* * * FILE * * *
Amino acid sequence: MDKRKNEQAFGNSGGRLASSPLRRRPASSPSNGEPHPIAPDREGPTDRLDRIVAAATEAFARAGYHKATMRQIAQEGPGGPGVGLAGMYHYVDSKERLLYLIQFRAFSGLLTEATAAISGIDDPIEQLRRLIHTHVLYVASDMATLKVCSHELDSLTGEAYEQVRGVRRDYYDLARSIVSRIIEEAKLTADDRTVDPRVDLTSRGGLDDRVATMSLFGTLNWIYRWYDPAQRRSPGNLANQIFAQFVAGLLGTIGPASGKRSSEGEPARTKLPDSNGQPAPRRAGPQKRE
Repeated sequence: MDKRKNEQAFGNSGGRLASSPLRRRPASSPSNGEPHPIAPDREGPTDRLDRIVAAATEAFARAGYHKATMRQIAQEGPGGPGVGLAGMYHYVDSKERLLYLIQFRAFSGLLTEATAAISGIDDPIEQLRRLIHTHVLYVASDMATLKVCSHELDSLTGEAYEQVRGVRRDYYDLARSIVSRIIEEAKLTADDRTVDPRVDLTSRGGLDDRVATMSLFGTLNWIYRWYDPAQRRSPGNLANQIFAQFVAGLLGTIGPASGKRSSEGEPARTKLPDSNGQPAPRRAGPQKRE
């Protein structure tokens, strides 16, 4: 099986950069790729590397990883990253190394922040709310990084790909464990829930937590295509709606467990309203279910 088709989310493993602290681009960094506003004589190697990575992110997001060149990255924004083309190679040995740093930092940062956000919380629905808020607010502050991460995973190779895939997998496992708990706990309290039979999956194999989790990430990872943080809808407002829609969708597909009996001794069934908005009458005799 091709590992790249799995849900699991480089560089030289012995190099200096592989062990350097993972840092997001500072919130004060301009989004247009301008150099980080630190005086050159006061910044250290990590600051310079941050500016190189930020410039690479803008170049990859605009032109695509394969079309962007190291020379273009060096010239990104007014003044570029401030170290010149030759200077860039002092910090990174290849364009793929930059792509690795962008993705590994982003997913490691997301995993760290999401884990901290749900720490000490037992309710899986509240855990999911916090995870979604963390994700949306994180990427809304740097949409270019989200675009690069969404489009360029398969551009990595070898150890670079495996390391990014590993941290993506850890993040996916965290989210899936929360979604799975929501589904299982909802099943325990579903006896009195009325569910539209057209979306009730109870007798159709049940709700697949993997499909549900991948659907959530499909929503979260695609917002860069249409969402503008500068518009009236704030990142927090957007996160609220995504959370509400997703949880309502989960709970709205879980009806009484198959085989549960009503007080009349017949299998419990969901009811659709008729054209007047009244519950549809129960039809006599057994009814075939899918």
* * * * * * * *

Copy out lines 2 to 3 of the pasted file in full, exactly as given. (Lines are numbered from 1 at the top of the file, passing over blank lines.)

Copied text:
Repeated sequence: MDKRKNEQAFGNSGGRLASSPLRRRPASSPSNGEPHPIAPDREGPTDRLDRIVAAATEAFARAGYHKATMRQIAQEGPGGPGVGLAGMYHYVDSKERLLYLIQFRAFSGLLTEATAAISGIDDPIEQLRRLIHTHVLYVASDMATLKVCSHELDSLTGEAYEQVRGVRRDYYDLARSIVSRIIEEAKLTADDRTVDPRVDLTSRGGLDDRVATMSLFGTLNWIYRWYDPAQRRSPGNLANQIFAQFVAGLLGTIGPASGKRSSEGEPARTKLPDSNGQPAPRRAGPQKRE
């Protein structure tokens, strides 16, 4: 099986950069790729590397990883990253190394922040709310990084790909464990829930937590295509709606467990309203279910 088709989310493993602290681009960094506003004589190697990575992110997001060149990255924004083309190679040995740093930092940062956000919380629905808020607010502050991460995973190779895939997998496992708990706990309290039979999956194999989790990430990872943080809808407002829609969708597909009996001794069934908005009458005799 091709590992790249799995849900699991480089560089030289012995190099200096592989062990350097993972840092997001500072919130004060301009989004247009301008150099980080630190005086050159006061910044250290990590600051310079941050500016190189930020410039690479803008170049990859605009032109695509394969079309962007190291020379273009060096010239990104007014003044570029401030170290010149030759200077860039002092910090990174290849364009793929930059792509690795962008993705590994982003997913490691997301995993760290999401884990901290749900720490000490037992309710899986509240855990999911916090995870979604963390994700949306994180990427809304740097949409270019989200675009690069969404489009360029398969551009990595070898150890670079495996390391990014590993941290993506850890993040996916965290989210899936929360979604799975929501589904299982909802099943325990579903006896009195009325569910539209057209979306009730109870007798159709049940709700697949993997499909549900991948659907959530499909929503979260695609917002860069249409969402503008500068518009009236704030990142927090957007996160609220995504959370509400997703949880309502989960709970709205879980009806009484198959085989549960009503007080009349017949299998419990969901009811659709008729054209007047009244519950549809129960039809006599057994009814075939899918």